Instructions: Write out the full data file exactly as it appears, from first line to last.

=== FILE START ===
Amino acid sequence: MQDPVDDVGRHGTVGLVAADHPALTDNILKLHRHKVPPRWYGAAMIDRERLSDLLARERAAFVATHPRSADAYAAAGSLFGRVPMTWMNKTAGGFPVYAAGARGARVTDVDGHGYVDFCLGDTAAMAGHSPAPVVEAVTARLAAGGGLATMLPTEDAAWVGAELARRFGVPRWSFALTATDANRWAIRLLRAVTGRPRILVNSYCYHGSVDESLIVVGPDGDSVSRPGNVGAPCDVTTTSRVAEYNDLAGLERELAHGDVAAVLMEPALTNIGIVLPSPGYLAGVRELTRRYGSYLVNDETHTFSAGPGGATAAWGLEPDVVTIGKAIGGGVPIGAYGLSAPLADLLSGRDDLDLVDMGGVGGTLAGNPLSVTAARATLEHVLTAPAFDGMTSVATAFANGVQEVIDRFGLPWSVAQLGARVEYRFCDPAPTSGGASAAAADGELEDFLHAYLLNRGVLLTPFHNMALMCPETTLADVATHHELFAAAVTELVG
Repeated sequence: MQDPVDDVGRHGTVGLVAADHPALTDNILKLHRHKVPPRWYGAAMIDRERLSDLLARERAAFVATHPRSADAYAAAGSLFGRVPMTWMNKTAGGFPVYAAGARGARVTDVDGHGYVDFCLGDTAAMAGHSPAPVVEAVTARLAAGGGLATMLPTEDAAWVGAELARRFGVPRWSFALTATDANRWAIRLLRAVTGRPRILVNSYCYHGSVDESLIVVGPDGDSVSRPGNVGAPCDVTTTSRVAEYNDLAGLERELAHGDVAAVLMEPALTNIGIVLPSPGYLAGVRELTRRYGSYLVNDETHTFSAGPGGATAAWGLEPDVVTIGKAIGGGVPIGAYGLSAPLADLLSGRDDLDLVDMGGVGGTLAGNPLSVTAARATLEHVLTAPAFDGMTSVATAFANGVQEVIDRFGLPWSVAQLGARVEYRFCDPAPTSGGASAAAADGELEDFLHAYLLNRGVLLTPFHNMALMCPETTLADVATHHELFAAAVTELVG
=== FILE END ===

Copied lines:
Amino acid sequence: MQDPVDDVGRHGTVGLVAADHPALTDNILKLHRHKVPPRWYGAAMIDRERLSDLLARERAAFVATHPRSADAYAAAGSLFGRVPMTWMNKTAGGFPVYAAGARGARVTDVDGHGYVDFCLGDTAAMAGHSPAPVVEAVTARLAAGGGLATMLPTEDAAWVGAELARRFGVPRWSFALTATDANRWAIRLLRAVTGRPRILVNSYCYHGSVDESLIVVGPDGDSVSRPGNVGAPCDVTTTSRVAEYNDLAGLERELAHGDVAAVLMEPALTNIGIVLPSPGYLAGVRELTRRYGSYLVNDETHTFSAGPGGATAAWGLEPDVVTIGKAIGGGVPIGAYGLSAPLADLLSGRDDLDLVDMGGVGGTLAGNPLSVTAARATLEHVLTAPAFDGMTSVATAFANGVQEVIDRFGLPWSVAQLGARVEYRFCDPAPTSGGASAAAADGELEDFLHAYLLNRGVLLTPFHNMALMCPETTLADVATHHELFAAAVTELVG
Repeated sequence: MQDPVDDVGRHGTVGLVAADHPALTDNILKLHRHKVPPRWYGAAMIDRERLSDLLARERAAFVATHPRSADAYAAAGSLFGRVPMTWMNKTAGGFPVYAAGARGARVTDVDGHGYVDFCLGDTAAMAGHSPAPVVEAVTARLAAGGGLATMLPTEDAAWVGAELARRFGVPRWSFALTATDANRWAIRLLRAVTGRPRILVNSYCYHGSVDESLIVVGPDGDSVSRPGNVGAPCDVTTTSRVAEYNDLAGLERELAHGDVAAVLMEPALTNIGIVLPSPGYLAGVRELTRRYGSYLVNDETHTFSAGPGGATAAWGLEPDVVTIGKAIGGGVPIGAYGLSAPLADLLSGRDDLDLVDMGGVGGTLAGNPLSVTAARATLEHVLTAPAFDGMTSVATAFANGVQEVIDRFGLPWSVAQLGARVEYRFCDPAPTSGGASAAAADGELEDFLHAYLLNRGVLLTPFHNMALMCPETTLADVATHHELFAAAVTELVG